Paul: We’ll be manning the mech stall and doing acoustic sets all afternoon though. And we’ve lots of press commitments to do at each date.

They won’t ask you any amazing questions about being buried alive I bet…
Paul: We want to stay down to earth though. We have discussions where we talk about what it’d be like if we were famous but that’s not really in us nature. Me and Simon grew up in Rotherham so we’ve got our feet on ground.

Soooo… Yacht or powerboat – what do you reckon?
Si: Pedalo every time!
Richard: Swan one please.

I wanted to talk about your song ‘The Other Side of Sadness’. Everyone else was sticking their oar in about what songs they wanted you to do for your In Session and this would have been my shout…
Paul: Ah well we were gonna do that when we had three tracks on the slate.
Si: The Other Side of Sadness is about – Growing up at school, when we were in a band before Alvarez Kings, our drummer was a lad called Alan Beck. And a couple of years ago he took his own life. When we were at school he was this amazing drummer –
Paul: And one of the most popular guys at school. He was just such a lovely guy.
Si: So we started a band and we were like ‘Shall we ask Alan?’ And we asked him, and he was, ‘Yeah, I’ll be in your band…’ He was the guy that got me into music, playing music and stuff. So we became friends and it’s a song about him.

If I wrote a song that was that personal I’m not sure I’d be brave enough to tell people what it was about.
Si: Well The Other Side of Sadness is my way of saying thank you and you shouldn’t be afraid of doing that. When I was at school our school was really big on brass and he was the drummer in the brass band. Me and Paul both played brass instruments.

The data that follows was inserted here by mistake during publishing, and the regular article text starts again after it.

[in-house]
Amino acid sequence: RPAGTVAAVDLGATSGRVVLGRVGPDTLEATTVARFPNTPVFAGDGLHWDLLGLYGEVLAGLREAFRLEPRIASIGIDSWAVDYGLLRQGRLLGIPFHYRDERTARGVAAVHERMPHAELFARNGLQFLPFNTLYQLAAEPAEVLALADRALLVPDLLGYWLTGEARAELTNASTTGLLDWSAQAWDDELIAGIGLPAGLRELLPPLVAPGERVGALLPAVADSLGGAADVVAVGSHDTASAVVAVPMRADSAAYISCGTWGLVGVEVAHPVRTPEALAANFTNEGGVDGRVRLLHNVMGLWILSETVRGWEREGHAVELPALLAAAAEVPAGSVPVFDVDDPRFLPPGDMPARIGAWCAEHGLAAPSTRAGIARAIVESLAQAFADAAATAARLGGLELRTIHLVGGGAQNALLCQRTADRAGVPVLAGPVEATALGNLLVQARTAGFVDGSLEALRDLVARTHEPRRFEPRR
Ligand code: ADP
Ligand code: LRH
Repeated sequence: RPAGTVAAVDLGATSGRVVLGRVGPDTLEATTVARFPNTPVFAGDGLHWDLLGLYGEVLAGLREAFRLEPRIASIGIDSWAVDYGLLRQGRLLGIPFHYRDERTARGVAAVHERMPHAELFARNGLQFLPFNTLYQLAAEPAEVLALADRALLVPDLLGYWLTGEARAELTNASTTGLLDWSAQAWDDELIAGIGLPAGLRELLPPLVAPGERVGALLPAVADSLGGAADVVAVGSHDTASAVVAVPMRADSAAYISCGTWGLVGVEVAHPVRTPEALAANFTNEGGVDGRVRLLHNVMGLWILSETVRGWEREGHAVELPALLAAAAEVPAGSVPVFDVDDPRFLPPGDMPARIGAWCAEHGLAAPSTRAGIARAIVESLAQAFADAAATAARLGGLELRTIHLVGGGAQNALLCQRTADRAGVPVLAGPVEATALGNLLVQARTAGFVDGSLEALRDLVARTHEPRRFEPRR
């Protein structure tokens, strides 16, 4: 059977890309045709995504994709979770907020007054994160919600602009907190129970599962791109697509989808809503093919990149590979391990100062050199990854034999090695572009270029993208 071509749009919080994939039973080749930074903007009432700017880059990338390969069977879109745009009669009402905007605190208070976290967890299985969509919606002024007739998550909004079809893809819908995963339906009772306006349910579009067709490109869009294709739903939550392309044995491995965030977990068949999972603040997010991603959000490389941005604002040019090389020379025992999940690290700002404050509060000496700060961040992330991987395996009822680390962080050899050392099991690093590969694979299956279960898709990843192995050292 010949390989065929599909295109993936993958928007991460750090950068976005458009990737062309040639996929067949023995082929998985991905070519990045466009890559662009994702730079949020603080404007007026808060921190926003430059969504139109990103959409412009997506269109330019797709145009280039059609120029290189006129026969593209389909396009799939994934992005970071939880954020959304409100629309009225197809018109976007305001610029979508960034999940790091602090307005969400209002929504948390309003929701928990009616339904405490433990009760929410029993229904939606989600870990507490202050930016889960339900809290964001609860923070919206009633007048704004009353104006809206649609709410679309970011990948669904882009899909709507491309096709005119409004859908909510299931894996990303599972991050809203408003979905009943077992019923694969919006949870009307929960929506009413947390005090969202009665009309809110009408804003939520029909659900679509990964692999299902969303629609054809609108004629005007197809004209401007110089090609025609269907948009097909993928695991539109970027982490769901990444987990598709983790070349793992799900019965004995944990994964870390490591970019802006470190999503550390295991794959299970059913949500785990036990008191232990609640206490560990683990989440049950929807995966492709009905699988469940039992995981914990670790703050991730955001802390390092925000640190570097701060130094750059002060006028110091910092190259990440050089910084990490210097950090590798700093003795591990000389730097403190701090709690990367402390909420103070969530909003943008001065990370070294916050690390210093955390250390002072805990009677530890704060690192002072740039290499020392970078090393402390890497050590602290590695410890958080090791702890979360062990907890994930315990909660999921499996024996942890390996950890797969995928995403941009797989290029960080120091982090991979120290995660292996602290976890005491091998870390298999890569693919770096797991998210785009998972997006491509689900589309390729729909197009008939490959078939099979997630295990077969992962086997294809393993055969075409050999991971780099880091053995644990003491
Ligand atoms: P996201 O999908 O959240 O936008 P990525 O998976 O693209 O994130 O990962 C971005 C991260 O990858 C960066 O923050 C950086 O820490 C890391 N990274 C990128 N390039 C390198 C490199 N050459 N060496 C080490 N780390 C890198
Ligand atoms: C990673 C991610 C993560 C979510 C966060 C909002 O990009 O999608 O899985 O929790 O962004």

Can you still play?
Paul: I can play a basic C scale on a tuba.

I love the way you use your vocals as a band. On ‘Other Side’ they come in and there’s only four lines or so but they just stick with you through the rest of the song. It’s like you hear echoes of them and they’re still there…
Paul: As songwriters we always put massive emphasis on the vocal melody. It’s took us a few years to realise how important that is. I think when we took that on board that’s when we started to call ourselves pop.

Well you call yourselves ‘progressive pop’ which is a great tag. Who’s Alvarez King’s progressive pop hero?
Sean: David Bowie.
Paul: It’s not like we wanna create a whole Progressive Pop scene or anything tho!

But if you’re gonna be labelled you might as well have one you’ve picked yourself, right?
Sean: You can be really daring with pop too. We’re really enjoying rejigging some of the older Alvarez material. I’m a complete dweeb when it comes to this kind of stuff. I spend so much time trying to write and arrange for orchestral music as well. We can’t do fifteen brass players on stage right now but I’d love to do that at some point.
Si: We really wanted to do Postcards from Berlin. We’ve recorded it and we can listen to it – it’s like a little caged beast but we need to save it for when we next release something.

Another caged beast. Although while you were describing that song you marked out a shape that was almost the exact dimensions of a small bunny…